The moral is clear: Don’t allow employees to silo your company. Make sure that everyone understands the customer-service plan, and that everyone knows how to work together to solve customer problems.
Don’t assume your customers will give you a second chance. Think about it this way: If a customer has taken the time to call you about a problem, you are already getting lucky, so you’d better take care of it immediately. You don’t always get a chance to make it right. Often, customers will just move on.
Remember, your competition is constantly trying to sell the same product cheaper, faster, and better than you. Don’t make it any easier for them by providing inadequate customer service. In this case, the hotel had three chances to salvage the relationship—and struck out all three times. Now my associate has said she’ll take her business elsewhere. By completely mishandling a problem that could have been easily fixed, the hotel lost a loyal client.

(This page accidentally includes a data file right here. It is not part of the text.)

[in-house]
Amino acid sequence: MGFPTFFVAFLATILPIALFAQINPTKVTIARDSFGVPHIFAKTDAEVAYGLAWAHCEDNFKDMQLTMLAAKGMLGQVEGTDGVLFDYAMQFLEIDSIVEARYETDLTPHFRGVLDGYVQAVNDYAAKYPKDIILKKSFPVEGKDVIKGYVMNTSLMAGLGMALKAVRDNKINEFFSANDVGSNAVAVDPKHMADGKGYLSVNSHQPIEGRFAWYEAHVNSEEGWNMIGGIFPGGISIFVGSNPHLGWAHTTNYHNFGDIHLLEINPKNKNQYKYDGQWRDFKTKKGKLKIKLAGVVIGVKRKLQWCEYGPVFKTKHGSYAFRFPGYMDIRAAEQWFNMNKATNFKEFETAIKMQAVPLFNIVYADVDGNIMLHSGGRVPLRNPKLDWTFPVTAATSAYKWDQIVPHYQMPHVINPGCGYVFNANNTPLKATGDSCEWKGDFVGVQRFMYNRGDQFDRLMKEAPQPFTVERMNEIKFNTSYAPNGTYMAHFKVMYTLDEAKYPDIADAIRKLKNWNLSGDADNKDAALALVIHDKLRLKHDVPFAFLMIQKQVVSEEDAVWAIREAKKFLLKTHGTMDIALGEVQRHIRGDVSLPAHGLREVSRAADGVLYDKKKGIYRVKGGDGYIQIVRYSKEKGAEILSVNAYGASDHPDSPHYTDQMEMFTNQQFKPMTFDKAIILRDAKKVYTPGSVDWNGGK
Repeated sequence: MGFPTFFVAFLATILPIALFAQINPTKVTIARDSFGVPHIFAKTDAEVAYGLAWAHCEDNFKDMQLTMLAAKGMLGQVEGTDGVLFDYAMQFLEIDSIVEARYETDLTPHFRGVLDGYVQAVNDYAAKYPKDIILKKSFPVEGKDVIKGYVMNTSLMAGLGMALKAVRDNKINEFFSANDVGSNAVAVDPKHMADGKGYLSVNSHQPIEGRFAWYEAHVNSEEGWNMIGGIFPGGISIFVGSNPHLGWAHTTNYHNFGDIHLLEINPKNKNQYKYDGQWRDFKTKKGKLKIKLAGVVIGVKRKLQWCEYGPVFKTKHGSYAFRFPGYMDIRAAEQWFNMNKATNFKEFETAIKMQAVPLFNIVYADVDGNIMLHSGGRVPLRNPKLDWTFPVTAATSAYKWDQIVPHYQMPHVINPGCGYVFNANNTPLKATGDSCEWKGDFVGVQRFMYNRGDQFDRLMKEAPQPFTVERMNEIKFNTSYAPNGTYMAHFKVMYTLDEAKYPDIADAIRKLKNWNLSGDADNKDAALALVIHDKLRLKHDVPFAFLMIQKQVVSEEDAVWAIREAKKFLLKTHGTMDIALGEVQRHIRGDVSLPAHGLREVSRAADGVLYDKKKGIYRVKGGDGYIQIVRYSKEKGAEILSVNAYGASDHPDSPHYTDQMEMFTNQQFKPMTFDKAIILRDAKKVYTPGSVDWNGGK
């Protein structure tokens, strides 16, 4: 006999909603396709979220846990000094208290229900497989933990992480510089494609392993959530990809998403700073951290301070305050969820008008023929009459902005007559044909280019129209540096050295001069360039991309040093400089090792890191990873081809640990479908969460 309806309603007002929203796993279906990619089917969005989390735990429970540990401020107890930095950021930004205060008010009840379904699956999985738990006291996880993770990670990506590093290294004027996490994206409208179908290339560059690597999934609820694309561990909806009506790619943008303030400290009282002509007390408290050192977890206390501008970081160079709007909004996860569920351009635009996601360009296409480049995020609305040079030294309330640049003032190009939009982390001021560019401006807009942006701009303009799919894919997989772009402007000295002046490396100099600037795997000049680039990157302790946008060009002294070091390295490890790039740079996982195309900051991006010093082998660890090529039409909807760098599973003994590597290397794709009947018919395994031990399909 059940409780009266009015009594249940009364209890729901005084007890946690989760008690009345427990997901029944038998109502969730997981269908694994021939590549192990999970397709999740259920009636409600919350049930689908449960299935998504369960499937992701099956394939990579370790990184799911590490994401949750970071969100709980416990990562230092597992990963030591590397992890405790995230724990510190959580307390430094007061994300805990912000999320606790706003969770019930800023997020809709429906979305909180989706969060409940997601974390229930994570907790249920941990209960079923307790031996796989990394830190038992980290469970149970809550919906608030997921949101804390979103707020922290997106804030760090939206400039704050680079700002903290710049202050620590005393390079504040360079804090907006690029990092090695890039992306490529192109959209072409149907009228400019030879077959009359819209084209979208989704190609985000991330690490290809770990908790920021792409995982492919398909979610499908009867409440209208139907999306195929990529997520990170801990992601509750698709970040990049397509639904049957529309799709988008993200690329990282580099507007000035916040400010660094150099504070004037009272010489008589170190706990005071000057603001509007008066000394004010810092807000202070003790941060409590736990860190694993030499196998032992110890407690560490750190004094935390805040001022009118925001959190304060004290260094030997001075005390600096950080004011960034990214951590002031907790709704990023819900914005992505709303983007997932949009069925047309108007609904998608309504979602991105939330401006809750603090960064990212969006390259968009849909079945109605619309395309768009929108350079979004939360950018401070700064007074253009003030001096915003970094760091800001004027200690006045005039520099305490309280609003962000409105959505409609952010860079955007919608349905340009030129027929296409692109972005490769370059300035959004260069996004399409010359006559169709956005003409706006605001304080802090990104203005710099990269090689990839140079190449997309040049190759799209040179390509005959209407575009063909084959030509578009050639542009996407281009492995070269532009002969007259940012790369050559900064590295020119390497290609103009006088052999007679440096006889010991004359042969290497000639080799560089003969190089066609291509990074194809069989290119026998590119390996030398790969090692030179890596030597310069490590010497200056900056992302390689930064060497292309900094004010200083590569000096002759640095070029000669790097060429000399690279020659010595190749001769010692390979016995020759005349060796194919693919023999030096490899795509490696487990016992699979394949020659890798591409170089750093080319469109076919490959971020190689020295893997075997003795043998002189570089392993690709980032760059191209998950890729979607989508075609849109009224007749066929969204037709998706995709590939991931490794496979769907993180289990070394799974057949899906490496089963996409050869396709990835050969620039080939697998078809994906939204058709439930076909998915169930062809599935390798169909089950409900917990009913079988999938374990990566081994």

And here’s the real concern: In an age of social media, it takes only one dissatisfied customer to create a public relations disaster for a company. In fact, several national stories have cropped up recently on blogs and YouTube videos that customers created for the sole purpose of sharing their tales of bad service with the world.
The internet has really amplified the customer’s voice. If someone were to “go viral” with a negative story about your company, you might lose a lot more than one customer. It pays to do everything possible to make sure you have a strong service-recovery plan in place.
Remember, you can create and keep loyal customers in today’s economy, but you have to have the service acumen to take care of them. Make your customers and your relationships with them a priority—always. When you do, you can create clients for life and guarantee the success of your business.